Tenured & Tenure Track Faculty
Eric Chesebro Associate ProfessorOffice: Math 308
Tuesday 10-11 and Friday 11-12
Geometric topology, especially knot theory and hyperbolic 3-manifolds.
I also used to be a sculptor and printmaker. Most of my artwork was designed using random numbers and elementary mathematics.
Elizabeth Gillaspy Assistant professorOffice: MATH 012
For M 172: Monday 4:30 - 5:30; Wednesday 3-4; Friday 8:30 - 9:30; or by appointment.
For M 551: Monday 2-3; Tuesday 11-12; or by appointment.
Students from HUSC 194 are welcome to come at any of the above times, or to make an appointment with me.
Kelly McKinnie Associate ProfessorOffice: Math 111
Finite dimensional division algebras, the Brauer group, valuation theory and algebraic geometry
Frederick Peck Assistant ProfessorOffice: Math 201
I'm always happy to meet! Just go to www.fapeck.com/meeting to schedule a meeting at a time that is convenient for you:
My research explores the educational implications of treating mathematics as a human activity. I take the perspective that all human activity is inexorably bound with culture: activity is "mediated" by cultural artifacts, and cultural artifacts are produced through human activity. I therefore take a cultural perspective on learning, studying the mutually constitutive nature of mathematical artifacts—including models, tools, strategies, representations, algorithms, and notation systems—and mathematical activity. I explore the ways in which artifacts are reinvented and made-meaningful in activity, and the ways in which these artifacts mediate future activity.
"Mediation" is a complicated word for a fairly simple idea. Here is the idea: Human activities take place in a cultural milieu and therefore thay always incoprorate pieces of prior human activiites. Thus human actions “involve not a direct action on the world but an indirect action, one that takes a bit of material matter used previously and incorporates it as an aspect of action” (Cole & Wertsch, 1996, p. 252). Here, the “bit of material matter” is a cultural artifact. In recruiting thses artifacts into activity, we distribute the labor across these artifacts. This is surely true for physical actions—consider how the activity of pole vaulting, for example, is distributed across the pole vaulter and the pole—but it is also true for cognitive actions. What this means is that I believe cognition is not something that happens “in the head”, but rather is distributed across resources in the environment. As Edwin Hutchins explains, “humans create their cognitive powers in part by creating the environments in which they exercise those powers.”
Broadly, then, I am interested in the ways that cognition gets distributed in math classrooms; how artifacts—such as models, tools, representations, and symbol systems—mediate learning in mathematics. To study this, I conduct classroom design experiments in high schools. My most-recent study took place in an Algebra II classroom, and explored how students learn quadratic functions. Prior work has explored how students develop a robust understanding of slope, and how students come to understand fractions-as-division.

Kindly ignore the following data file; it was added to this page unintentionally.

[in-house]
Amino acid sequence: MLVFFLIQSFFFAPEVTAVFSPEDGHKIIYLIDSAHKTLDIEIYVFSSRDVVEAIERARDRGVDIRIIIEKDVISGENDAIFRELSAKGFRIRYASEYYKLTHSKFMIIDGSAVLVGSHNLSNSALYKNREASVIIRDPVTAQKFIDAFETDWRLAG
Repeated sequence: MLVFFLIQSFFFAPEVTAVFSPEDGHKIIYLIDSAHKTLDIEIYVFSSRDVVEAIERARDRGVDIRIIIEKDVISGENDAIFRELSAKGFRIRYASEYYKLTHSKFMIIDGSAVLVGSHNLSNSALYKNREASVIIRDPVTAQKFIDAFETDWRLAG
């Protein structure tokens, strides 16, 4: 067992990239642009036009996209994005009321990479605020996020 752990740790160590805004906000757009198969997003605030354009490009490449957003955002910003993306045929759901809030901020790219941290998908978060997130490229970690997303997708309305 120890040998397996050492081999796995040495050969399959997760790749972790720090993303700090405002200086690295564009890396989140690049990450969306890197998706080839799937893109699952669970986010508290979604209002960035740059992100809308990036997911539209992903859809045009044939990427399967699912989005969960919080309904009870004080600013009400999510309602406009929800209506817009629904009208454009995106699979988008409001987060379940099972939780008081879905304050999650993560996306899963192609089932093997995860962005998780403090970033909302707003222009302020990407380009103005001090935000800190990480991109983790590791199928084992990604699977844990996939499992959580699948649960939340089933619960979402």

Artifacts do more than meditate activity. As humans act with artifacts, the artifacts “act back” on the human actors, such that humans are constituted by culture. Thus, I am also interested in how students become particular kinds of people, and the ways that mathematics mediates students' educational and biographical trajectories. To study this, I conduct ethnographic work in educational and community settings.
Finally, I am interested in educational measurement and psychometrics. In this line of research, I interrogate the design principles behind educational assessments, and to explore ways of bringing learning theories to bear on the design of assessments. For example, if students "create their cognitive powers in part by creating the environments in which they exercise those power," then what does this mean for "traditional" tests which—by design—occur in cognitively impoverished environments?
Ekaterina Smirnova Assistant ProfessorOffice: Math 301
My current research interests are focused on the development of statistical methods for high dimensional data analysis. High dimensional data problems arise in various fields such as functional neuroimaging, DNA and metagenomic microbial communities sequencing. I worked on fMRI voxel-wise connectivity analysis problems using wavelet shrinkage denoising methods and large covariance matrix estimation for dependent data. My current research projects involve algorithmic and eigen-decomposition based dimension reduction techniques for next generation microbiome sequencing data visualization and health outcomes prediction. I also work on evaluating the effect of data pre-processing bias on statistical analysis.
I collaborate with microbiologists, statisticians and mathematicians to achieve both biologically relevant and mathematically justified solutions to these interdisciplinary problems. As a part of our work, we provide software solution and data analysis methods manuals to our collaborators working in clinical and translational research.
Nikolaus Vonessen Professor and Associate Chair - Undergraduate ProgramOffice: Math 207
Or contact me for an appointment!
Algebra, in particular non-commutative ring and invariant theory.